FIG. 10 is a schematic representation of a piston apparatus which produces the force necessary to transform waxes.

FIG. 11 is a schematic representation of an ultrasonic apparatus which produces the force necessary to transform waxes.

FIG. 12 is a schematic representation of an apparatus used to encapsulate core materials with transformed wax.

BACKGROUND OF THE INVENTION

Naturally occurring and synthetic waxes are extensively used in a wide cross-section of industries including the food preparation, pharmaceutical, cosmetic, and personal hygiene industries. The term wax is used to denote a broad class of organic ester and waxy compounds which span a variety of chemical structures and display a broad range of melting temperatures. Often the same compound may be referred to as either a "wax," "fat" or an "oil" depending on the ambient temperature. By whatever name it is called, the choice of a wax for a particular application is often determined by whether it is a liquid or solid at the temperature of the product with which it is to be used. Frequently it is necessary to extensively purify and chemically modify a wax to make it useful for a given purpose. Despite such efforts at modification, many physical characteristics of the waxes inherent in their structure still prevent them from being used successfully or demand that extensive additional treatments be undertaken.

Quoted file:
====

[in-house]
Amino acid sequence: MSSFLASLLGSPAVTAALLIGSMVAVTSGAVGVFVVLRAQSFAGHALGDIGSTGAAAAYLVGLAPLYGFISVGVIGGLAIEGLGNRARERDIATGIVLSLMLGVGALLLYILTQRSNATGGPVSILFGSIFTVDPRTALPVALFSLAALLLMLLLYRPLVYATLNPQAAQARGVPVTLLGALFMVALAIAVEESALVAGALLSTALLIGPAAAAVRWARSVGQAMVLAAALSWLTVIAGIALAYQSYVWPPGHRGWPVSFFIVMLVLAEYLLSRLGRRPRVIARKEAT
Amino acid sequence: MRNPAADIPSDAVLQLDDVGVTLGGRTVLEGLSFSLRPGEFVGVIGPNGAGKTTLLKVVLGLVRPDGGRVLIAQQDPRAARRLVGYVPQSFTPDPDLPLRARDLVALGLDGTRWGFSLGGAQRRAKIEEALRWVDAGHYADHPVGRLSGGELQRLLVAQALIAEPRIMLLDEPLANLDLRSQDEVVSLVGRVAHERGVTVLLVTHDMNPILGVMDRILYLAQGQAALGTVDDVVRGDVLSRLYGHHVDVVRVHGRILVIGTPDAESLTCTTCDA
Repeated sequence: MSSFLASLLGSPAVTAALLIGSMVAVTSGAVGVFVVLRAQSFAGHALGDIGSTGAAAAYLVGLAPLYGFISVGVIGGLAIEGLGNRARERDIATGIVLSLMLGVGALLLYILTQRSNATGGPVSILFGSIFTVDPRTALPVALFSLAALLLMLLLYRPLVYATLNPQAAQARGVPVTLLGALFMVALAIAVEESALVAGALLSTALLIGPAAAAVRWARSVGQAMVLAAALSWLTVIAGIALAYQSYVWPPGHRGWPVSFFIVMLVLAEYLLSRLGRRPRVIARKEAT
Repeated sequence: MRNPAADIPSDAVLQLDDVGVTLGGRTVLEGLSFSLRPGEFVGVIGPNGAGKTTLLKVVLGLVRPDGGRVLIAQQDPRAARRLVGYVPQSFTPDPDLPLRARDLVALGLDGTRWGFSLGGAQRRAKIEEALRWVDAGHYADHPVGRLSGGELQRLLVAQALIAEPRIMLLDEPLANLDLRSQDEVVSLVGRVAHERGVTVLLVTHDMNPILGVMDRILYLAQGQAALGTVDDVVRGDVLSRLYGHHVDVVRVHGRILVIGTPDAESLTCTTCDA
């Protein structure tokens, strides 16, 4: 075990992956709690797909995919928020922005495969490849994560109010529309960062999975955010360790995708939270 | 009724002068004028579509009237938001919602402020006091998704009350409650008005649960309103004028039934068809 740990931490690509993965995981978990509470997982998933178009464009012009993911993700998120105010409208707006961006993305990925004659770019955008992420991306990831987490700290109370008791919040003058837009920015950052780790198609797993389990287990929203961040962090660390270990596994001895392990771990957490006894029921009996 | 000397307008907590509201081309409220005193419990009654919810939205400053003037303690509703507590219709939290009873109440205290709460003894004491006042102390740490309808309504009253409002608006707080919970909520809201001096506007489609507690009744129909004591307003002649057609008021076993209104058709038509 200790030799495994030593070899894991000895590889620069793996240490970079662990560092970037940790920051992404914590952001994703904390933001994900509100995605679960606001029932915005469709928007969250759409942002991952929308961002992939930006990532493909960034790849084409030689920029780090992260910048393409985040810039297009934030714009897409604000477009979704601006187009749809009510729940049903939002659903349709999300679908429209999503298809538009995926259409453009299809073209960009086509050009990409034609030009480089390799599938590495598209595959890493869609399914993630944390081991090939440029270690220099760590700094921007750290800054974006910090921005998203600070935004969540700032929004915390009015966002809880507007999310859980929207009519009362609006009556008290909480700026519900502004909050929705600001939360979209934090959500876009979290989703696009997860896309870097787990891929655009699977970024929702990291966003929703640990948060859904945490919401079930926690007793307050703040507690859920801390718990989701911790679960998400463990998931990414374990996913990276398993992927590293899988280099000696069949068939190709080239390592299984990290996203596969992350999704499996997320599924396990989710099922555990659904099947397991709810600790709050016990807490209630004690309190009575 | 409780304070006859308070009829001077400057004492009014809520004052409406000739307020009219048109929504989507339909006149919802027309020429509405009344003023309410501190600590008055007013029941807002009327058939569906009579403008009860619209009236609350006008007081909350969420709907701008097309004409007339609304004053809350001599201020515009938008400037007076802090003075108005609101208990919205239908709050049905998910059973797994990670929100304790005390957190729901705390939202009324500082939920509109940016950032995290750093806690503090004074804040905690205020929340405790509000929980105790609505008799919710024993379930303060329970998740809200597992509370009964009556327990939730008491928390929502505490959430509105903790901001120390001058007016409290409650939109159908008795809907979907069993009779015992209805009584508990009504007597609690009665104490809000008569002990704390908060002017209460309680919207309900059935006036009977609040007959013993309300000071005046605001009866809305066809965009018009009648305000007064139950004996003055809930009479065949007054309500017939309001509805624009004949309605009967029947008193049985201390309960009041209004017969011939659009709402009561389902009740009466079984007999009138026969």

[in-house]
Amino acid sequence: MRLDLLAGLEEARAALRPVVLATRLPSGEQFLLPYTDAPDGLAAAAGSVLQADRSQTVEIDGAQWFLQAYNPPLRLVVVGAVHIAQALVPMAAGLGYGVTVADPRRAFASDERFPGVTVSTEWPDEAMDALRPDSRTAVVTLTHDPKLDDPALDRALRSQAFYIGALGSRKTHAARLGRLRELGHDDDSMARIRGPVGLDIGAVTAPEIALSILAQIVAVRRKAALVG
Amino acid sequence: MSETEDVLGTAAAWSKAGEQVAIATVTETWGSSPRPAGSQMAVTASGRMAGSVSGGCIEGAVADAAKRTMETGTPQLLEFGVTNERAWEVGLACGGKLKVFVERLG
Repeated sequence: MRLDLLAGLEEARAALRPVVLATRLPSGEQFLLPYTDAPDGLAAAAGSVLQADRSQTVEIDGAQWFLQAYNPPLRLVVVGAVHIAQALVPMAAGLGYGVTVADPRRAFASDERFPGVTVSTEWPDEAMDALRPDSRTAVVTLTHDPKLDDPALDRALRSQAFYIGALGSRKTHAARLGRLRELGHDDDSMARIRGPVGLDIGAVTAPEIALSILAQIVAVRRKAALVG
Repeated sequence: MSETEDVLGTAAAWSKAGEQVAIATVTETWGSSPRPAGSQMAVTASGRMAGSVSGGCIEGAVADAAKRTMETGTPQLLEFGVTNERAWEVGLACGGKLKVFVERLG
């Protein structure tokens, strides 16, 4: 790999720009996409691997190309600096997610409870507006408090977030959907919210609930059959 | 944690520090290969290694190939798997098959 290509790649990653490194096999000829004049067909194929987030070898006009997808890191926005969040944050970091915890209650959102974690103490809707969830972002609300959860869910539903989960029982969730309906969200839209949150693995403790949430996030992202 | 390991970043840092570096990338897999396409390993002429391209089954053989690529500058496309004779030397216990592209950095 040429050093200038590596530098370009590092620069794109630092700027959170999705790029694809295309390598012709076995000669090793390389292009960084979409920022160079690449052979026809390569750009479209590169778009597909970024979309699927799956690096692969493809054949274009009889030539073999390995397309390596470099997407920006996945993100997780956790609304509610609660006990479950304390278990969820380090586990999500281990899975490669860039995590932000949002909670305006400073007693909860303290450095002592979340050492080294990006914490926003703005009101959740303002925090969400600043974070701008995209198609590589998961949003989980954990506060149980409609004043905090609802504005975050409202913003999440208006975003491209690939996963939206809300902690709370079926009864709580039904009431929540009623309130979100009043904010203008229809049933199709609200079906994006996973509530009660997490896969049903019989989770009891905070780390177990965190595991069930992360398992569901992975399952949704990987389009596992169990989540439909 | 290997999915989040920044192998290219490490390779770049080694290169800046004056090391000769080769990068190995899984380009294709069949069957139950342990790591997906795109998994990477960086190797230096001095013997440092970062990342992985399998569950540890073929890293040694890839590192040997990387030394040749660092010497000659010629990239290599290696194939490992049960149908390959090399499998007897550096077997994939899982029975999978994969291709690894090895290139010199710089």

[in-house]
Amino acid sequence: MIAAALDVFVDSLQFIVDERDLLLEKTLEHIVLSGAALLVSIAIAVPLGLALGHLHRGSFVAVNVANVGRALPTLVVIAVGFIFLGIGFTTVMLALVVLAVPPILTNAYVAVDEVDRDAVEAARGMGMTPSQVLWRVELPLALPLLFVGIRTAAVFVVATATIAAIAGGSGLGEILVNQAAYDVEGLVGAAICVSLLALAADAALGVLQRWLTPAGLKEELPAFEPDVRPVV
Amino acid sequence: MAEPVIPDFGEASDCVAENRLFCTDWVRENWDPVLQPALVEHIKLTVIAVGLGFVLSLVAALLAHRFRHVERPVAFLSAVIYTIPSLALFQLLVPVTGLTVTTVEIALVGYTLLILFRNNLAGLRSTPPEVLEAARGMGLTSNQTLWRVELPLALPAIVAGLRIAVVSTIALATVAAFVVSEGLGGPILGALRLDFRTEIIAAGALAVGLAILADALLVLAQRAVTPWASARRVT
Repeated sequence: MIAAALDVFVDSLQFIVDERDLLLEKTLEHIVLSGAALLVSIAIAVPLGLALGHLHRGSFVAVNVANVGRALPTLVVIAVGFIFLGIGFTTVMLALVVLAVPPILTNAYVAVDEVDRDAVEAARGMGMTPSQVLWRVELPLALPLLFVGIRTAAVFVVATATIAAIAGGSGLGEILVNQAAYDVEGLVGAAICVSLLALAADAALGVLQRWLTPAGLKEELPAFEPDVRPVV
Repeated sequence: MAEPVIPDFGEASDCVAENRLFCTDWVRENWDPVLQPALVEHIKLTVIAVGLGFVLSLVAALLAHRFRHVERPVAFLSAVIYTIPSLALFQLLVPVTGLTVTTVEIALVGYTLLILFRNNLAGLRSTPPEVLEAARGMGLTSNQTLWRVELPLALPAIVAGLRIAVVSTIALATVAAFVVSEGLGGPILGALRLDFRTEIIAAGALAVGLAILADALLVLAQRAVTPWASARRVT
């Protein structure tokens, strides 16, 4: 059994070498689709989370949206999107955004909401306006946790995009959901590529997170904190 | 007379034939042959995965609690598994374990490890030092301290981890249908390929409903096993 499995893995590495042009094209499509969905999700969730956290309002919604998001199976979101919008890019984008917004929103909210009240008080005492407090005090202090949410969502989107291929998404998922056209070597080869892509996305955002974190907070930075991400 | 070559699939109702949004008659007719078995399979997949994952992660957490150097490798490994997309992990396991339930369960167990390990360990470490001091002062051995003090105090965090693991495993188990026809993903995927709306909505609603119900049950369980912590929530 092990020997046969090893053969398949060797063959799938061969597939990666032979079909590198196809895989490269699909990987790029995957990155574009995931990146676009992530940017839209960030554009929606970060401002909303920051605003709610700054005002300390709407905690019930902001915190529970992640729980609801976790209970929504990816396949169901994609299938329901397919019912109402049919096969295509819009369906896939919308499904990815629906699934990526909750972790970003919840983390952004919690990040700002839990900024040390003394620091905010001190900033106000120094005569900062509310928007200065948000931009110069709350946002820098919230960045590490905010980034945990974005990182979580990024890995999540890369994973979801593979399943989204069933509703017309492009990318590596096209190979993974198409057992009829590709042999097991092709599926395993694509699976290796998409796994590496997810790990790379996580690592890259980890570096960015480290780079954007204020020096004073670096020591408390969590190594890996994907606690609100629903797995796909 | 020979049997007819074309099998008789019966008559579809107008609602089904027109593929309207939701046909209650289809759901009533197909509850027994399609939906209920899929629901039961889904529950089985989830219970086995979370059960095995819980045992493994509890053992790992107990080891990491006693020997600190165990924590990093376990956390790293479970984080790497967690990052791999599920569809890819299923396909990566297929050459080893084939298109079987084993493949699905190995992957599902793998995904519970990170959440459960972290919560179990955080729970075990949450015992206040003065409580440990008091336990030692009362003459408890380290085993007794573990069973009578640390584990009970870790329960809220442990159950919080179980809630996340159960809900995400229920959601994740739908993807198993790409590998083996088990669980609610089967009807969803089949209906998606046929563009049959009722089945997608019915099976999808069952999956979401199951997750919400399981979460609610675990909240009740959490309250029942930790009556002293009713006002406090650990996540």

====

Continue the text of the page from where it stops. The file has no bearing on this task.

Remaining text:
For instance, extensive commercial use has been made of the naturally occurring carboxylic acids ("fatty acids") and their derivatives, most commonly the glyceryl derivatives in which all three hydroxy groups of the glyceryl molecule are esterified with a carboxylic acid. The carboxylic acids may be saturated or unsaturated. The tri-substituted glyceryls (triglycerides) are major components of most animal and plant fats/oils/waxes. When all three hydroxy groups of a glyceryl molecule have been esterified with the same fatty acid, it is referred to as a monoacid triglyceride. Whether one refers to triglycerides as "waxes," "fats," or "oils" depends upon the chain lengths of the esterified acids and their degree of saturation or unsaturation as well as the ambient temperature at which the characterization is made. Generally, the greater the degree of saturation and the longer the chain length of the esterified acids, the higher will be the melting point of the triglyceride.